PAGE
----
Public Release: 

Key Molecular Player In Origin Of Life Seen In Atomic Detail For First Time

University of Colorado at Boulder

Barbara Golden, 492-8304
Jennifer Doudna, (203) 432-3108
Jim Scott, 492-3114

Sept. 19, 1996

Note to Editors: Contents embargoed for use until 4 p.m. EDT Thursday, Sept. 19.


A team of U.S. researchers has cracked the three-dimensional atomic structure of a large molecule of the genetic material RNA, a feat that has implications both for the origins of life and for future biomedical research.

Imaging of the ribonucleic acid, or RNA, molecule was achieved after four years of research by scientists from the University of Colorado, the Howard Hughes Medical Institute and Yale University. The scientists grew crystals of a key region of a large RNA enzyme, or ribozyme, then used x-ray beams to analyze the positions of atoms and accurately reconstruct the shape of the molecule.

The Colorado research team was led by Thomas Cech, a chemistry and biochemistry professor at CU-Boulder and a Howard Hughes Medical Institute Investigator. Other members of the Colorado research team include HHMI researchers Anne Gooding, Elaine Podell and Barbara Golden and CU-Boulder Professor Craig Kundrot.

The Yale research team was led by Professor Jennifer Doudna and included researchers Jamie Cate and Kaihong Zhou.

The new image proves that RNA enzymes are densely packed and highly organized, said Cech. The image shows how the double-helix-shaped regions of the molecule are packed together with the aid of "glue" provided by magnesium ions commonly found in living organisms today. Because these ions are abundant in the oceans, they presumably were available long before life evolved on Earth.

"The new, three-dimensional images show the level of organization of RNA that allows it to act as an efficient biological catalyst or RNA enzyme," said Cech. "Such molecules may have reproduced themselves in a primordial RNA world."

Results of the project were published in two papers in the Sept. 20 issue of Science, the nation's leading weekly science journal.

Cech shared the 1989 Nobel Prize in chemistry with Yale Professor Sidney Altman for their independent discoveries that RNA, like proteins, can act as catalysts in living cells. The finding prompted widespread belief among scientists that RNA likely played a key role in the origin of life.

The research project ends a 23-year drought in imaging of large RNA structures. In 1973, the crystal structure of a type of RNA known as transfer RNA was solved by a team led by Sung-hou Kim, now at the University of California at Berkeley, and Alexander Rich of the Massachusetts Institute of Technology. Containing more than 9,000 atoms, the piece of RNA enzyme imaged by the Colorado-Yale researchers is more than twice as large as the transfer RNA structure, said Cech.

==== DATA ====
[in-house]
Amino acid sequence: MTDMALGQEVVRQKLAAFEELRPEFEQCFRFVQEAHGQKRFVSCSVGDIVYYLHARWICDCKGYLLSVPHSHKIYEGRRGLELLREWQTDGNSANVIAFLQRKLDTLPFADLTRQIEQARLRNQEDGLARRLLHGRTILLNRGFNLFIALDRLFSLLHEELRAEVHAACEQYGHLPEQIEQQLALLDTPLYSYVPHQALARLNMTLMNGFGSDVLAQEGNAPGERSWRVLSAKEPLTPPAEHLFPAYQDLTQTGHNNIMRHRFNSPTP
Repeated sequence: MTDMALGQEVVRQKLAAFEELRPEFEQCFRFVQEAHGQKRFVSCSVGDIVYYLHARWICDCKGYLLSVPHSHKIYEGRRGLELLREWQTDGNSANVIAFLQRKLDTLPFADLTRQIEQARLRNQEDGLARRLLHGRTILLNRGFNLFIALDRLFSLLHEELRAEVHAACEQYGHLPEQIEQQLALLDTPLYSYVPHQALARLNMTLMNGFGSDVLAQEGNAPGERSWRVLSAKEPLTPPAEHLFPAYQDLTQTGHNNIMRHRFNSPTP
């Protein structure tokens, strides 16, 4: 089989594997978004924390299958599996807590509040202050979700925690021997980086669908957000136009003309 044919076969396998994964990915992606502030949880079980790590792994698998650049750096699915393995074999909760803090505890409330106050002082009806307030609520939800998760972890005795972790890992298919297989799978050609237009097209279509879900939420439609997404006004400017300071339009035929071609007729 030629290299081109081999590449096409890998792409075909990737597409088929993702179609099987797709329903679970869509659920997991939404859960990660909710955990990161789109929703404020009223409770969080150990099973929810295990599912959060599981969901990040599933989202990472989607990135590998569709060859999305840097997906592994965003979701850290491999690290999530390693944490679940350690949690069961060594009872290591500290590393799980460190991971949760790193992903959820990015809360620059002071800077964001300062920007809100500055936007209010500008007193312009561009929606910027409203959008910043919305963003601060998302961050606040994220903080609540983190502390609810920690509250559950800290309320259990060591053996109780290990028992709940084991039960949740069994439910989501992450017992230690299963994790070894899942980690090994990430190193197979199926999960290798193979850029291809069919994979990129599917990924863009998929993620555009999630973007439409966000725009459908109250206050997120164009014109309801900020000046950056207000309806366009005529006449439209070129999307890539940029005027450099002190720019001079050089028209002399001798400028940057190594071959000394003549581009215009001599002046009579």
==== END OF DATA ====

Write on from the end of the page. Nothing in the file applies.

Key funding for the Colorado portion of the effort was made by the W.M. Keck Foundation of Los Angeles, said Cech.

The research indicates the compact and efficient architecture of RNA enzymes is achieved in part as a result of several recurring chemical patterns that form "platforms" built from different combinations of four nucleotides. Such recurring platforms facilitate the folded shape of the molecule.

The new RNA image may help scientists answer the often cited "chicken-and-egg" question concerning the origin of life -- whether the informational molecule (nucleic acid) or the functional catalyst (protein enzyme) came first. The new three-dimensional structure provides further evidence that RNA has very sophisticated catalytic potential, he said.

The groundbreaking RNA crystallography work also may spur efforts to crystallize particular regions of viral RNAs, he said. Viruses including HIV-1, polio, the common cold and flu all use RNA as their genetic material.

In addition, ribozymes are being developed as gene therapy agents to repair defective cellular RNA that causes genetic diseases like sickle cell anemia, muscular dystrophy and cystic fibrosis. "Having the detailed structural information provided by the new images may spur efforts to design new molecular repair kits for defective RNA," Cech said.

For now, said Cech, scientists are "simply stunned by the beauty of the RNA molecule" and excited to learn more about the molecular architecture that allows simple chemical building blocks of RNA to organize themselves so specifically.

Cech also is a faculty member at the CU Health Sciences Center in Denver.

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